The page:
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Paper 105: Inventing Community Safety: Representation and performativity in the criminological imagination

Adam Edwards and Gordon Hughes

What is a criminological imagination for? This paper considers developments in criminological theory that question orthodox concerns with contesting representational claims about crime and control, emphasising instead the performative qualities of criminological thought; that theory brings into being the very social relations it then explains. Against the proposition that performativity liberates criminological thought from the burdens of sociological realism, it is argued the two are interdependent; criminological futures are invented through representations of the present. Further, a rejection of sociological realism obviates the anterior conditions of any particular imagination, notably other, competing, imaginaries. This anteriority is demonstrated through reference to four inventions of ‘community safety’, a floating signifier within contemporary criminology with no fixed referent and a multiplicity of significations. Rather than demonstrating the detachment of performative and representational claims, the polyvalence of this concept reveals the necessary dependence of each invention on contested representations of the present; of what community safety ‘really’ is about.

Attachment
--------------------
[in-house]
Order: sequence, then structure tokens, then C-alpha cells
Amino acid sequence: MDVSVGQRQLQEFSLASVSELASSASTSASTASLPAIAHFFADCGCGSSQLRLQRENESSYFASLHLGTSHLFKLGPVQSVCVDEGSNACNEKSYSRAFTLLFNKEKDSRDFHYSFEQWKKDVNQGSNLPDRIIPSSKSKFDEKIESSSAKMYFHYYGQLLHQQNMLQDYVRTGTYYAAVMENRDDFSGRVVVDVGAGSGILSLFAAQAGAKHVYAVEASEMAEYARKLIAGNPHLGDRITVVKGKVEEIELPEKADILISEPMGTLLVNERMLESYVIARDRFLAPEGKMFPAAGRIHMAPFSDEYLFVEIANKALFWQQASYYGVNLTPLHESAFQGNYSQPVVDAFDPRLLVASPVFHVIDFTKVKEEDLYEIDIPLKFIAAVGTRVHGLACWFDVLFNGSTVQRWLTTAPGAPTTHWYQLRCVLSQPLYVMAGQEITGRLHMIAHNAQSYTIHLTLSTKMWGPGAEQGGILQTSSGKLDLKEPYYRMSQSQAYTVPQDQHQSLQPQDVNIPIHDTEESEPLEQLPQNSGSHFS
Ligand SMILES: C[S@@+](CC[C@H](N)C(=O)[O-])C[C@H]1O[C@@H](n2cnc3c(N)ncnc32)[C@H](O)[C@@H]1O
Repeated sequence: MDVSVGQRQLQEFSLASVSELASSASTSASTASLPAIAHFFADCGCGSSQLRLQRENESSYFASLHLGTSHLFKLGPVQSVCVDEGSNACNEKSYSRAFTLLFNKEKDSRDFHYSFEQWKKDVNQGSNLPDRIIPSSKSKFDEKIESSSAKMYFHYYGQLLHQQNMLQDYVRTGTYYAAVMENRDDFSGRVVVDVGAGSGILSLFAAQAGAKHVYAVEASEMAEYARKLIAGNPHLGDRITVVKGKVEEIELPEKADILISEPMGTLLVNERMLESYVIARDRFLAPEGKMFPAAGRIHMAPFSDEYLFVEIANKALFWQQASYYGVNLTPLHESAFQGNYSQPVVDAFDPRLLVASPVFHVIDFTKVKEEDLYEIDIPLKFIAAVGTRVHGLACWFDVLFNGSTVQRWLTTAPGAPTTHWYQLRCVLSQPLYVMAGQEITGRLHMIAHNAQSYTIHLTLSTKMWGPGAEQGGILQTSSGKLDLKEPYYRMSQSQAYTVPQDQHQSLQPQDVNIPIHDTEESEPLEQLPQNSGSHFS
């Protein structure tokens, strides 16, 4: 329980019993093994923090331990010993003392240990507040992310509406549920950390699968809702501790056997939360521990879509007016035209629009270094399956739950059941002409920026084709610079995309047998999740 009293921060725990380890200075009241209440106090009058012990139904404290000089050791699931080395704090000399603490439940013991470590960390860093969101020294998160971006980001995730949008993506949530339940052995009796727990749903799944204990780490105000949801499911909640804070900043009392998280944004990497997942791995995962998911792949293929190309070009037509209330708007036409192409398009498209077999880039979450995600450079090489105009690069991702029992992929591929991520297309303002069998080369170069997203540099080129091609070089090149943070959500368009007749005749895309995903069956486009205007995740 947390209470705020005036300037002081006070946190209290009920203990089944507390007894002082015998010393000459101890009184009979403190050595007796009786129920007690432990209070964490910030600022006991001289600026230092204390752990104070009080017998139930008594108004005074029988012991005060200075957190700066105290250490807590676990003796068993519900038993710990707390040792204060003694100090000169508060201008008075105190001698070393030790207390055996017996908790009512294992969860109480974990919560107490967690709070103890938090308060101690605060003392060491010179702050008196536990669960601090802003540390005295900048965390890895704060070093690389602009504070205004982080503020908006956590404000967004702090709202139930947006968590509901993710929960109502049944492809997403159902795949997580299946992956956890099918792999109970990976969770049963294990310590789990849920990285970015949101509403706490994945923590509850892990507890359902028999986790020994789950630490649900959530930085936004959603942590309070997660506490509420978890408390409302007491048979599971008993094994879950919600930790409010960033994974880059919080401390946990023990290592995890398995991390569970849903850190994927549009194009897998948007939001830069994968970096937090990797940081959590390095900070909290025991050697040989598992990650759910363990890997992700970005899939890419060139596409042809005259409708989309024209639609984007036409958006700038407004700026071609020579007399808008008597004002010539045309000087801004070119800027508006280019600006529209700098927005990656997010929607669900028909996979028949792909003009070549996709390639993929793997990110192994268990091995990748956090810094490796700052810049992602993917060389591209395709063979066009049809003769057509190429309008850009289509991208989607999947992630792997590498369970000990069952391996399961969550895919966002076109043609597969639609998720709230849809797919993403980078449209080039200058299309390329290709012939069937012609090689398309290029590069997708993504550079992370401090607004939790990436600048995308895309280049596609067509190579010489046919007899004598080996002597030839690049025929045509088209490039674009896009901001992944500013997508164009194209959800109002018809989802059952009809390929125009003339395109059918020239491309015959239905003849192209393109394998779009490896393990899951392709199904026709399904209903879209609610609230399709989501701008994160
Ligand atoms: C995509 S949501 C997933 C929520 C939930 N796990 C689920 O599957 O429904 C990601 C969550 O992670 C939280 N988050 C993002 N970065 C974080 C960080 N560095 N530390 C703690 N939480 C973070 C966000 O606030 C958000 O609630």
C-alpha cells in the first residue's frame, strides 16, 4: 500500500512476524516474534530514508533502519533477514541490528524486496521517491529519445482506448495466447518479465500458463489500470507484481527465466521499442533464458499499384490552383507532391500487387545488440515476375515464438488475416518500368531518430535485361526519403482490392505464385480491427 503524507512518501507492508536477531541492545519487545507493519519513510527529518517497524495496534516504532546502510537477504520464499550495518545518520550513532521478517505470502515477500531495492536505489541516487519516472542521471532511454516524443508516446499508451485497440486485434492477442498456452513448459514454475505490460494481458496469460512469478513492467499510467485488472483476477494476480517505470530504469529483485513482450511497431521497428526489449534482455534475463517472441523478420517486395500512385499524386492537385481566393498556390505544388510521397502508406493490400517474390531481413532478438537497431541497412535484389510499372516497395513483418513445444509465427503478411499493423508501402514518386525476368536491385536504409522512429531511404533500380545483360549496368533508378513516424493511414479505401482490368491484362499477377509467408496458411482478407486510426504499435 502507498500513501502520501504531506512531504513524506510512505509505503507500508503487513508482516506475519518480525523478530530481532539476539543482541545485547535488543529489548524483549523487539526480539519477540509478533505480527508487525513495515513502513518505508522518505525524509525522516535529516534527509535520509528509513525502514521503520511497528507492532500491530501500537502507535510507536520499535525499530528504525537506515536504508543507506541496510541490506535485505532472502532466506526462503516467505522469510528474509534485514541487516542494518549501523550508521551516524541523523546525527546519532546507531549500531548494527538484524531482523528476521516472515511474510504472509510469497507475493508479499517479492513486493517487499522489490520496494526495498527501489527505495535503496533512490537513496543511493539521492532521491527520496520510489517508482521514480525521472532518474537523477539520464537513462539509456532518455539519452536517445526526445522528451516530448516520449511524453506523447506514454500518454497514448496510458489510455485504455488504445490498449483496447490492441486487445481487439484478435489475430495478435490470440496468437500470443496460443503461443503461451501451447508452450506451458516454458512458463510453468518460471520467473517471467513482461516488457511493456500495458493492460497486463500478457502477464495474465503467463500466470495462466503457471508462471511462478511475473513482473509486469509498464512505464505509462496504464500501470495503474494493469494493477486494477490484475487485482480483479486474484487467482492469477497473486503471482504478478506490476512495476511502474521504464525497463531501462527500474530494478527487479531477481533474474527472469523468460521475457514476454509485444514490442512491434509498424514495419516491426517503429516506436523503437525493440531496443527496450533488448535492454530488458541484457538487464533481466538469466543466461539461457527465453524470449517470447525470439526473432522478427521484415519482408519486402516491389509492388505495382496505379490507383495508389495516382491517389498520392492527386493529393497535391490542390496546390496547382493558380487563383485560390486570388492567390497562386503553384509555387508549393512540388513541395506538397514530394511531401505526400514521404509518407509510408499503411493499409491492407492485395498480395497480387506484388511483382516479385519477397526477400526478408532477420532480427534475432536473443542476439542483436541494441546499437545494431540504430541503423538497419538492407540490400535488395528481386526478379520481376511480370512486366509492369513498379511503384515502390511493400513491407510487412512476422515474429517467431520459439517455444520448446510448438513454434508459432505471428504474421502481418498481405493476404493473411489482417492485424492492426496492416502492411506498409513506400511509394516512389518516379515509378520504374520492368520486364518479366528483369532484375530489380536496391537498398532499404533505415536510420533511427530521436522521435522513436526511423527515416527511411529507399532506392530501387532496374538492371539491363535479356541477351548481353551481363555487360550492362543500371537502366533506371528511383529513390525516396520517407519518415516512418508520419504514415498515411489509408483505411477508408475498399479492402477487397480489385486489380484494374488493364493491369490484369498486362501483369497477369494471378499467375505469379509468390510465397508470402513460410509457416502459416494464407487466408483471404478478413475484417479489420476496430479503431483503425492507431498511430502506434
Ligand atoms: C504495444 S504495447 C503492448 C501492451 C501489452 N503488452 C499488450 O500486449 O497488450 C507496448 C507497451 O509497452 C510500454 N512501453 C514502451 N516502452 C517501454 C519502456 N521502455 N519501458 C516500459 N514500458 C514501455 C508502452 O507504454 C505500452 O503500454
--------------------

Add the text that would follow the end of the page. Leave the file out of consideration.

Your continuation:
Cardiff School of Social Sciences, (2008)




Additional Information

 A version of this working paper is forthcoming in Carlen, P. (200) Imaginary Penalties, Devon, Willan Publishing.